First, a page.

Tips to cut salt in kids' lunches

According to the Centers for Disease Control and Prevention, many children now consume as much sodium as adults and that’s not good. Here are some easy ways to reduce sodium in your child’s diet.

Cook with less salt

Saltiness is an acquired taste; the more your child eats the more they’ll want. Reducing salt in recipes by 25 percent is a positive change, yet small enough that no one will notice.

Tanya’s Tip: Instead of adding salt use herbs, spices and citrus juice to boost the flavor of chicken and seafood dishes.

Read food labels

Many foods don’t taste salty, yet they are high in sodium. Examples: Breads, cookies, diet sodas, and ketchup. One tablespoon of soy sauce has 900mg of sodium!

Tanya’s Tip: Sandwich bread can have 80-230mg of sodium per slice! Compare nutrition labels on bread packages and go with the lowest sodium variety.  When buying prepared meals choose a brand that contains less than 600mg of sodium per meal.

Switch from chips

Ban salty chips and processed snack foods from your child’s lunchbox and go with daily servings of veggies and fruits, which are naturally low in sodium, and rich in fiber, vitamins, minerals, and antioxidants, too.

Tanya’s Tip:  Kids love GORP (Good Old Raisins and Peanuts/Pretzels) – another name for trail mix. Make it yourself with whole grain cereal, dried cranberries, apricots and whole wheat pretzel sticks.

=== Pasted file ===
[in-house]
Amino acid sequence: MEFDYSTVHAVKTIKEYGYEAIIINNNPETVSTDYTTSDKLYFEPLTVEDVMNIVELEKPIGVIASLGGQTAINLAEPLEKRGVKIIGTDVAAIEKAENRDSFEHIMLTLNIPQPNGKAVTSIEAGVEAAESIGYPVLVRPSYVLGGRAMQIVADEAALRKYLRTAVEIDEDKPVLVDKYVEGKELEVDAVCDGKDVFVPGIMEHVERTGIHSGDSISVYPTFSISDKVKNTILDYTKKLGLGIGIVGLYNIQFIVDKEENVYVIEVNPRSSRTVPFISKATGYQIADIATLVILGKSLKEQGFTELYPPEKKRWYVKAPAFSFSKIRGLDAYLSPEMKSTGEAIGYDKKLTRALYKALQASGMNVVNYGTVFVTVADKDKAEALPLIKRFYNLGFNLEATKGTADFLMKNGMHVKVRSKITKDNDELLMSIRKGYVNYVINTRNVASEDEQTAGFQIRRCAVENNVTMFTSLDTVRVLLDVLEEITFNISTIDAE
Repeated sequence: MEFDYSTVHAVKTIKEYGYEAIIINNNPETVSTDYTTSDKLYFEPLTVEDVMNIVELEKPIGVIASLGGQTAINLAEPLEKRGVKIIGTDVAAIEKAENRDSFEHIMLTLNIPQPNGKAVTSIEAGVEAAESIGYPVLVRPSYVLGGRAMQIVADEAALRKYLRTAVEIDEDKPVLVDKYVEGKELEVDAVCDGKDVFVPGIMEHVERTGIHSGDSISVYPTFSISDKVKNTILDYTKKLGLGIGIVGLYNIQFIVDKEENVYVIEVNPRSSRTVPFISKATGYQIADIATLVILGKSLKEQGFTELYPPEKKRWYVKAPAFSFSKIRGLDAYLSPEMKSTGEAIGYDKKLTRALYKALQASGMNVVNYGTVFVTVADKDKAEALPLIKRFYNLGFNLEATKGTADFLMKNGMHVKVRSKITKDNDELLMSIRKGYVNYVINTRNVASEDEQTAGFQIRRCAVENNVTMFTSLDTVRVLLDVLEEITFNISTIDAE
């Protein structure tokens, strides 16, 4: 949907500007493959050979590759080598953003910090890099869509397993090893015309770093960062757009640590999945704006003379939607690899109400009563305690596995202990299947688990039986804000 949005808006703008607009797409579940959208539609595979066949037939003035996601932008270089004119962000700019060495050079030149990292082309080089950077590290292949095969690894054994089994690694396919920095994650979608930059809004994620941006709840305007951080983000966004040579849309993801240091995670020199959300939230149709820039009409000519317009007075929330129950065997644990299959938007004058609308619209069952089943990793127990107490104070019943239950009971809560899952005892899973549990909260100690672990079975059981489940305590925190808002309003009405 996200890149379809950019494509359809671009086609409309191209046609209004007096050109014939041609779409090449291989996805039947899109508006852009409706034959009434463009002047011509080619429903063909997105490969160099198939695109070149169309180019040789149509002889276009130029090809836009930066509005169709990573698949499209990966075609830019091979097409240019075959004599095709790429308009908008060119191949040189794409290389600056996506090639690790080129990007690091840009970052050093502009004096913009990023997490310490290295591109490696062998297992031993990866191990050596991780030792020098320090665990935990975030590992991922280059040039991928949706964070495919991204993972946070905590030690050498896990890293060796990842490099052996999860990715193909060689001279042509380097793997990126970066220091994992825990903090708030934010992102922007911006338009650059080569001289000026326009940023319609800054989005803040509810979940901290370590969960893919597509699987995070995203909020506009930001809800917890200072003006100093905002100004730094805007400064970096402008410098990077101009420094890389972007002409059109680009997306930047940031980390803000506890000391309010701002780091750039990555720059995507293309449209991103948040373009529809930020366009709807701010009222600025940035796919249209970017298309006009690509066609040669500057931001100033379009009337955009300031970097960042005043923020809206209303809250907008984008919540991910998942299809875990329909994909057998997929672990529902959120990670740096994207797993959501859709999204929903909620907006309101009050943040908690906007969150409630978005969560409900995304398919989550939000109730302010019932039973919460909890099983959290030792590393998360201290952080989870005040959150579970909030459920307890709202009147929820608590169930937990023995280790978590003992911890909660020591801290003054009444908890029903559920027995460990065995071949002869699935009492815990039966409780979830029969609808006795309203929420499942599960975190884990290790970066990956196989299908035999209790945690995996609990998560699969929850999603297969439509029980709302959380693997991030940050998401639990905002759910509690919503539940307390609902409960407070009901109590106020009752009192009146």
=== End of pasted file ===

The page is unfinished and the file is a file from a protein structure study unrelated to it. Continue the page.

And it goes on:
Pick 'no salt' canned foods

Canned and jarred tomato sauces have almost 25 percent of the recommended daily allowance for sodium. Pick “low sodium” tomato sauce, which has less than 140mg of sodium per serving.

Tanya’s Tip: DIY tomato sauce is easy and delicious. Make it low-sodium using tomatoes, garlic, onions and basil.  Save some extra and freeze it so you will always have sauce on hand for lunch-size pasta.   

DIY dips and dressings

The average salad dressing contains 500mg of sodium per two tablespoons, and most kids use a lot more than that.  Make your own kid-friendly dressing with natural flavors that don’t require a salty boost.

Tanya’s Tip: Even kids love homemade salad dressing with oil and vinegar and fresh herbs.  Give them some dressing as a dip for chopped veggies.

Click here for additional information about children and sodium and tips for parents to help lower their family’s sodium intake from the CDC.

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